North Sails LOFT NEWS
TIPS FROM OUR LOCAL EXPERTS
North Sails Charleston Team Give Us The Inside Scoop On Racing In Charleston
With the first race right around the corner, we grilled John Bowden, Rich Bowen and Ervin Grove, North Sails’ local experts, on what counts and what doesn’t when sailing Charleston Race Week. Here’s a recap on what they told us.
What season is April in Charleston?
Winter may be over, but early spring can still bring some big fronts through town, which means chilly northerly winds. But more often, the days will be warm and draw in the southeasterly seabreeze. The bottom line? Get ready to dress for either condition. Water temperatures are in the high 60’s, so if you’re from the northeast, a wave in the face will feel like mid-summer.
What’s the regatta set up?
Charleston Harbor is located at the confluence of three rivers – the Wando, Cooper, and Ashley – with a big island in the middle named Shutes Folly Island. Boats are parked at Patriots Point Marina (the regatta HQ, near circle 4), Carolina Yacht Club (near circle 1), and James Island Yacht Club (south of circles 1-3). Four racing areas are inside the harbor while circle 5 south and north are outside. Depending on your location and your assigned race area, it’ll take 20 minutes, plus or minus, to get to the inside courses. The fleets racing outside start their first race in the harbor and sail a pursuit race out to their circle, then do the opposite at the end of the day. That minimizes the commute and congestion, and maximizes racing time.
How long are the courses?
The organizers aim to have one-mile beats on most courses and approximately 45 minutes per race. In a seabreeze, they can sometimes stretch the legs slightly. In winds from other directions, it’s a challenge to keep the courses on different circles from overlapping, so they may shorten up.
What are the common wind directions?
The Charleston seabreeze typically comes in about 11am or noon from the southeast. It may start more easterly and swing to the right with a fair amount of south in it, building to 12 to 15 knots. If it’s warm and the skies are cloudless in the morning, the seabreeze usually arrives sooner. If it’s going to be a weak seabreeze, it may not come in until the tide changes. If a weather system comes through, the wind will often blow fairly hard for a day or two from the north-northeast with big wind shifts. The locals watch to see “which river will pay”, as the wind often channels out of one river and then the other.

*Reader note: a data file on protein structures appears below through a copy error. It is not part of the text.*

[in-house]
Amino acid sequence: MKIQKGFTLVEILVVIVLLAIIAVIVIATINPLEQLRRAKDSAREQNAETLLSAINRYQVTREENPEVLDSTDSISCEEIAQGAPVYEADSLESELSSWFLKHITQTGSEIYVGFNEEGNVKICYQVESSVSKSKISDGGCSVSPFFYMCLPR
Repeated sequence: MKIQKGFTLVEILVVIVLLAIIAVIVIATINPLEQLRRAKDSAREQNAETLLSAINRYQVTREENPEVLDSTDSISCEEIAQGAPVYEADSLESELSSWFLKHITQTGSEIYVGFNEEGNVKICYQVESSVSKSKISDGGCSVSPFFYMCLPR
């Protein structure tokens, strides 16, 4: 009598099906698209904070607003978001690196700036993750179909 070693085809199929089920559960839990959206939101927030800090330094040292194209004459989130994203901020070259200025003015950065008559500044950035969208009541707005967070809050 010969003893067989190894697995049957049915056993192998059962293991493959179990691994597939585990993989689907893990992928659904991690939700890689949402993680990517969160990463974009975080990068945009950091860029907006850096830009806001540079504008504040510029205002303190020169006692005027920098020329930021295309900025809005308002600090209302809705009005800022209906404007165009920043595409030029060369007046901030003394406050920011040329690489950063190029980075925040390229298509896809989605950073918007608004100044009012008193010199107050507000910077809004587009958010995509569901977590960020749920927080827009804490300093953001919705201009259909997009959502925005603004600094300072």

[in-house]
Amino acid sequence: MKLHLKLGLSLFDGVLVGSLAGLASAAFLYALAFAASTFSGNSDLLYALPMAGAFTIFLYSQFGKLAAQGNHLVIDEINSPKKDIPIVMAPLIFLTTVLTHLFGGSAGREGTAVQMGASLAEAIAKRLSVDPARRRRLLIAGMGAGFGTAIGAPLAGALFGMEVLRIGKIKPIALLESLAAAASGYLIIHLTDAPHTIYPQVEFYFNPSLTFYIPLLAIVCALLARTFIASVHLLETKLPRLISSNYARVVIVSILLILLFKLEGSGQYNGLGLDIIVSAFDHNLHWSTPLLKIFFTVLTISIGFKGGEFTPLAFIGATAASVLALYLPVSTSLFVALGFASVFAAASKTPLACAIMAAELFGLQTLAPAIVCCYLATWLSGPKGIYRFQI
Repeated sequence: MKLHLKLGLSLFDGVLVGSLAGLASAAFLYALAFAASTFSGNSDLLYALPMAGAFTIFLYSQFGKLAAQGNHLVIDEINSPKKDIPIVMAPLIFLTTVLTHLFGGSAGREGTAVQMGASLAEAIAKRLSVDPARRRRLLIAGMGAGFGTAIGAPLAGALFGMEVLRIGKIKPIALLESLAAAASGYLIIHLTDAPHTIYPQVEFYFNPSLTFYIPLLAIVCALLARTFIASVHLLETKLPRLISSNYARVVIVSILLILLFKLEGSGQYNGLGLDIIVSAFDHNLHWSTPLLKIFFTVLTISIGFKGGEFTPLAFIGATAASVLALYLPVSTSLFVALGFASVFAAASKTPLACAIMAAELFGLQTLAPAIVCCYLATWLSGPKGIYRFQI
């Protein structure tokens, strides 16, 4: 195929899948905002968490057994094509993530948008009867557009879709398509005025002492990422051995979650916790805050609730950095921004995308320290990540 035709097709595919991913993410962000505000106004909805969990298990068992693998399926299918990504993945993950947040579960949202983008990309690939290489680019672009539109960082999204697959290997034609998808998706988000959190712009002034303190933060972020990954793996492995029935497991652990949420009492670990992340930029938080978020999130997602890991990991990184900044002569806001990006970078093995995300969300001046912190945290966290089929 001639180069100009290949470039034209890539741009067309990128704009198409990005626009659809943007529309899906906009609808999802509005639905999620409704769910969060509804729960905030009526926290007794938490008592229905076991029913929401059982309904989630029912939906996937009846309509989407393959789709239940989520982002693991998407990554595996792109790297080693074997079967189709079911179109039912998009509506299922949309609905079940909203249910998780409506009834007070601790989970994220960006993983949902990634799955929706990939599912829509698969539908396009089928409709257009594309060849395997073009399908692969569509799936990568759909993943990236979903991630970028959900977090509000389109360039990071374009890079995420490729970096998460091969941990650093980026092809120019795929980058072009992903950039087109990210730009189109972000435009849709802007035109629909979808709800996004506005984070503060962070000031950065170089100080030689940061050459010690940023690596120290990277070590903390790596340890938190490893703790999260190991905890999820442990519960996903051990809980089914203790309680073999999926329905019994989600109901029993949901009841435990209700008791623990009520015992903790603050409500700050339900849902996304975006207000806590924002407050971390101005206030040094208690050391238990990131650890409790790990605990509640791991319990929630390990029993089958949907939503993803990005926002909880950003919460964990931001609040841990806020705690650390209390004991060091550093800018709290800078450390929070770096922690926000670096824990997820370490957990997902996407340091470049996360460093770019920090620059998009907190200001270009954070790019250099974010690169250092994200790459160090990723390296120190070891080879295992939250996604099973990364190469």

What about the tidal current?
Charleston has a strong tidal flow, and Bowden says the organizers schedule the event to minimize motoring with an ebb tide in the morning and a flood in the afternoon. The harbor is subject to a tidal range of 5.5 to 7 feet, so you would think it would make sense to know exactly what time the tide is going to change. However, because there are three rivers involved, the direction of the current flow varies across the harbor, and if it’s been raining in the hills of North Carolina earlier in the week, the tide change could easily be off by an hour. It can also be very different from course to course and across a single racing area, particularly on circle 2 and 3.
How do you deal with unpredictable currents?
The consensus is to get to the racecourse nice and early and do your homework. Pay attention to how the signal boat is lying at anchor, sail the weather leg, and look out for crab pots. Also note your location relative to the closest river. For the rest of the day, keep watching what the current is doing as it changes. And don’t be surprised to find variation in current direction on different parts of the same race circle.
What’s the difference when racing offshore?
When racing the pursuit legs, in and out of the harbor, be aware of commercial traffic. You’ll see containerships coming through and they’re going fast. Stay clear! If you get a series of warning blasts from the ship, you will be disqualified. Watch your AIS, keep someone on the VHF, and don’t hesitate to call the harbor pilots on channel 13 or 16. Have a conversation with them and let them know what you’re trying to do. When they come past you , you can sail outside of the channel, fairly close to the jetties.
Top tip for visitors?
Watch what it does on the starting line and don’t hit a mark and let it ruin your regatta, but don’t get hung up on the current and bang the corners looking for a current advantage. The current may favor one side or the other, but when racing inshore, the wind shifts are usually more important. When you see someone winning a race by a lot during the regatta, it’s usually an out-of-town boat with a sharp-eyed tactician taking advantage of a great windshift.
Off the water, any food recommendations for out-of-towners?
Charleston is great, bot for lunch and dinner, but it’t busy. For sandwiches, go to Jersey Mikes, Publix, or Brown Dog Deli. Order ahead if you can. For dinner, make reservations early, or you’ll have a very long wait.
What do we do if we need sail repair during the regatta?
Our North Sails loft in Charleston is ready for all your regatta repairs. Call Certified Service Manager, Ervin Grove directly at 865-789-2895 or the loft at 843-722-0823 for sail pick up and delivery information.